Perumal Murugan: the chronicler of big stories of small people
For Perumal Murugan, the arid, burnt landscape of southern Tamil Nadu is fertile with stories of legends, love and many yearnings.
And it is there that Murugan has set all his novels. Of his repertoire, One Part Woman and Pyre have been most recently translated into English.
And now, Murugan's novels have become the subject of a landmark judgement passed by the Madras High Court. The judgement affirms, once again, the overriding freedom of the artist to paint and the writer to write.
Murugan had declared last year that the novelist in him was dead and he would no longer write following protests against his One Part Woman (Madhorubhagan in Tamil).
Copies of the novel were burnt, protests erupted across the state and the RSS demanded a ban on the novel. The writer himself said that he would stop writing.
Why the protests?
The main force behind the uproar was the Gounder community.
The reason for the uproar by the Gounder community was the climax of the novel in which the infertile heroine went to the temple festival and where, according to legend and tradition, an infertile Gounder community wife could be impregnated by anyone.
With the high court ruling in favour of the freedom of the writer and the need for society to be tolerant, Murugan's novel has once again come into national focus.
"When its copies were burnt, I wondered if there was any point in writing for such a society; one that sets fire to a book without the slightest understanding of what litterateurs had to say about it," Murugan had rued to The Hindu.
"Let the author be resurrected to do what he is best at..." said the judgement, making way for modernity and liberalism in art.
Making a mark
With two of his latest novels, both searing, powerful and at the same time, intimate, Murugan has established himself as one among the foremost Indian novelists writing on realistic social issues.
Murugan grew up in Tiruchengode the temple town, dominated by the Arthanareeswarar temple. He grew up around the temples and soaked up its myths and legends.
As a boy, Murugan often sold soda near the temples and his mother's job was to draw water from a well and distribute it around the area.
As an author, Murugan is intimate, but detached, observer of a society steeped in superstition, temple stories and divided deeply by caste boundaries.
His novels are fascinating, taut pastoral romances wrapped in the innocence of the village and fears of people living on the brink of destitution. Their hopes always fading - rather like the arid landscape where, like the crops, lives bloom for a bit and then whither away in the heat.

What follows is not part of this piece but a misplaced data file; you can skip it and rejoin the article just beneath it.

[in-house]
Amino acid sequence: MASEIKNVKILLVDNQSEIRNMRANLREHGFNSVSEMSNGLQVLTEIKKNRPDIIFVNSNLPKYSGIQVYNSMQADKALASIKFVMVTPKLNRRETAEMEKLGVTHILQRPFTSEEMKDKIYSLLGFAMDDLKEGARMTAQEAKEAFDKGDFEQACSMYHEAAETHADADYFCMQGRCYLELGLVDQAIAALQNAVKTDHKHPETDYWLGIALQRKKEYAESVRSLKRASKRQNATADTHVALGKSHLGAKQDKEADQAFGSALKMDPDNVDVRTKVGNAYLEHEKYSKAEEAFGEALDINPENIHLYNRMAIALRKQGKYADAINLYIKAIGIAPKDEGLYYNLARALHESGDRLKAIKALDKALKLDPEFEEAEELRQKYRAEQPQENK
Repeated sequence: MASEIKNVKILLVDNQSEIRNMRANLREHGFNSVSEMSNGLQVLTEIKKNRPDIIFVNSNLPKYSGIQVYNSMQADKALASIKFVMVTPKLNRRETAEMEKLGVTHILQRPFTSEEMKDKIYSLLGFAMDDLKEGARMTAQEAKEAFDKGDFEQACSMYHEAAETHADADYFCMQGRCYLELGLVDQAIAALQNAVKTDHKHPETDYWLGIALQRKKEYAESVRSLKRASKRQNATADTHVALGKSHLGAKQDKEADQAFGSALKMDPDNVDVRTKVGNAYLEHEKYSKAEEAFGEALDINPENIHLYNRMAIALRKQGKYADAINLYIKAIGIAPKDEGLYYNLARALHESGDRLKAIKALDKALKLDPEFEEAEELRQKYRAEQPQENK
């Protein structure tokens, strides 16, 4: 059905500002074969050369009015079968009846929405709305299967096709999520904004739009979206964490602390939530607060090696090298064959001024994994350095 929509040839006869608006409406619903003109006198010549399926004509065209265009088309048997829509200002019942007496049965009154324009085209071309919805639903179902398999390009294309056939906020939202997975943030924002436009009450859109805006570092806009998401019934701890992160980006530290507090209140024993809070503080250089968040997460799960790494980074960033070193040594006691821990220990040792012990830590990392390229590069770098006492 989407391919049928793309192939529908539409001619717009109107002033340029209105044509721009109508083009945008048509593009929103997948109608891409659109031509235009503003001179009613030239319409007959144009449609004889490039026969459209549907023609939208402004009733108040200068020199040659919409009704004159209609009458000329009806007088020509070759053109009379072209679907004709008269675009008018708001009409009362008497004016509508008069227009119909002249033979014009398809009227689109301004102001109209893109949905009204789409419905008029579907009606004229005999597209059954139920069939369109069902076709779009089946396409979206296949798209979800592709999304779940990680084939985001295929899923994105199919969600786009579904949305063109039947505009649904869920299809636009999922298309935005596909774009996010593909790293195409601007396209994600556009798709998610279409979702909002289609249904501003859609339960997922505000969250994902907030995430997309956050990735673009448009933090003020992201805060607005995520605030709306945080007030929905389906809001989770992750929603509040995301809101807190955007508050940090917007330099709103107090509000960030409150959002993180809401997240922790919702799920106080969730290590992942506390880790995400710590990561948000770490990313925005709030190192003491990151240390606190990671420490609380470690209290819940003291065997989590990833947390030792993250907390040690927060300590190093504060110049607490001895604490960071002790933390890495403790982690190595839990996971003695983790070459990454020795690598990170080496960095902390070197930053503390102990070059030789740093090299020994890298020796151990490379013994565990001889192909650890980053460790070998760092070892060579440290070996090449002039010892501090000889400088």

The written word
The temple is central to One Part Woman and it is from there that the joy and sadness of the novel radiates. The romance and marriage between Kali and Ponna are beautifully penned.
But they had no children and Ponna is constantly scoffed at by the villagers. The temples and gods were of no help either.
"In the matter of offering prayers, Kali and Ponna left no stone unturned. They did not discriminate between small and big temples. They promised an offering to every god they encountered. For the forest gods, it was goat sacrifice, for the temple gods, it was pongal. For some gods the promises were even doubled. If a child were indeed born, the rest of their lives would be spent in fulfilling these promises...But no god seemed to pay heed."
In Murugan's landscape, superstition, ignorance and human follies intersect. He also throws a challenge at divinity and its imagined powers.
Innocence is often overrun by the weight of the many myths that surround lives in his villages. Love may be rustic in its simplicity but in its passion - it joins the universal - "When her touches progressed his body moved with the increasing intensity of a body responding to a drum's rise to a crescendo."
The climax of the novel is indeed a crescendo of drumbeats and a plunge into the abyss of so-called immorality.
In the joyous uproar of the festival when puranic tales are being staged and people are caught in a frenzy of dancing, a man nuzzles against Ponna. Finally, she walks, he walks and they are together.
"He is my god. My job is to go where he takes me," Ponna mumbles as if to console herself on the brink of a momentous decision.
It is all to have a child, but this sentence is the most shattering and searing prologue to infidelity that has ever been written.
If infertility is the crux around which One Part Woman revolves, it is caste and its poison that permeates Pyre (Pookkuzhi in Tamil original).
There too the setting is a village of no hope where smallness of mind and matter cloud the lives of the people.
Kumaresan, who like the author did as a boy, sells soda. He comes home to his house set near a mighty rock, signifying its aridness, with the beautiful Saroja.
She is a fairy from nowhere. No one knows her or her caste. She is immediately attacked by her mother-in-law and the villagers but through it all - the love of Kumaresan and Soraja thrives in all its innocence and with the subdued intensity of a pastoral romance.
Kumaresan is all set to open a soda factory near his house with hopes of unfolding a new chapter in their married lives. But, then they come for her.
Here love should ideally conquer hatred that caste imposes on people. But does love win?
In yet another blistering climax, or rather literally a burning climax when they come for Saroja.
An injured Saroja goes crawling into the high grass bleeding but wanting to live for Kumaresan. They set fire to the grass around to smoke her out.
"The fire was coming to embrace her and release her from some terrible freezing cold. She readied herself with outstretched arms. At that moment through the din of sticks cracking and twigs snapping in the fires she heard the distinct sound of Kumaresan's bicycle approaching."
But then all endings can't be so full of hope.
Edited by Jhinuk Sen